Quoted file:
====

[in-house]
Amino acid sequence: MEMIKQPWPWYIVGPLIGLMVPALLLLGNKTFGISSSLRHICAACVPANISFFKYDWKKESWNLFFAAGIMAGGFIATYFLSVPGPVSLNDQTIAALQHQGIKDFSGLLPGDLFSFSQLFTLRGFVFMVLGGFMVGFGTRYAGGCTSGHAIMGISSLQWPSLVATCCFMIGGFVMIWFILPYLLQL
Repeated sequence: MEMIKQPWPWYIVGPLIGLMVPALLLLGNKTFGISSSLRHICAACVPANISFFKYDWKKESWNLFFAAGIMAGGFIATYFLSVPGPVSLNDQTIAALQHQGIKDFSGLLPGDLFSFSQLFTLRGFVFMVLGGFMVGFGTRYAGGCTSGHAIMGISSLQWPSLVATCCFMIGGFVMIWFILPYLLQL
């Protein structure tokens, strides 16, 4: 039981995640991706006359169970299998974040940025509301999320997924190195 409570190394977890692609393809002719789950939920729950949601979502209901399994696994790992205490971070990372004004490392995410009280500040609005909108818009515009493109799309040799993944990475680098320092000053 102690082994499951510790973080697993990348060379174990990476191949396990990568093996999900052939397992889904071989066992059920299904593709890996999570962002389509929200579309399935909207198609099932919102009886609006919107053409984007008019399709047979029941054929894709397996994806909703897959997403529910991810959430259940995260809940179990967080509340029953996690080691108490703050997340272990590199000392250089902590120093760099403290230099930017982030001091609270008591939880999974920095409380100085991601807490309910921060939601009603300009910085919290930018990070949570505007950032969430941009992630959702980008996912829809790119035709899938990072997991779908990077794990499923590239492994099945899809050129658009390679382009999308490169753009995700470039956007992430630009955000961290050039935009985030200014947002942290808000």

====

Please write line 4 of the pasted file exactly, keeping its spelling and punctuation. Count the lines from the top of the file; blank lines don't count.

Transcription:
């Protein structure tokens, strides 16, 4: 039981995640991706006359169970299998974040940025509301999320997924190195 409570190394977890692609393809002719789950939920729950949601979502209901399994696994790992205490971070990372004004490392995410009280500040609005909108818009515009493109799309040799993944990475680098320092000053 102690082994499951510790973080697993990348060379174990990476191949396990990568093996999900052939397992889904071989066992059920299904593709890996999570962002389509929200579309399935909207198609099932919102009886609006919107053409984007008019399709047979029941054929894709397996994806909703897959997403529910991810959430259940995260809940179990967080509340029953996690080691108490703050997340272990590199000392250089902590120093760099403290230099930017982030001091609270008591939880999974920095409380100085991601807490309910921060939601009603300009910085919290930018990070949570505007950032969430941009992630959702980008996912829809790119035709899938990072997991779908990077794990499923590239492994099945899809050129658009390679382009999308490169753009995700470039956007992430630009955000961290050039935009985030200014947002942290808000």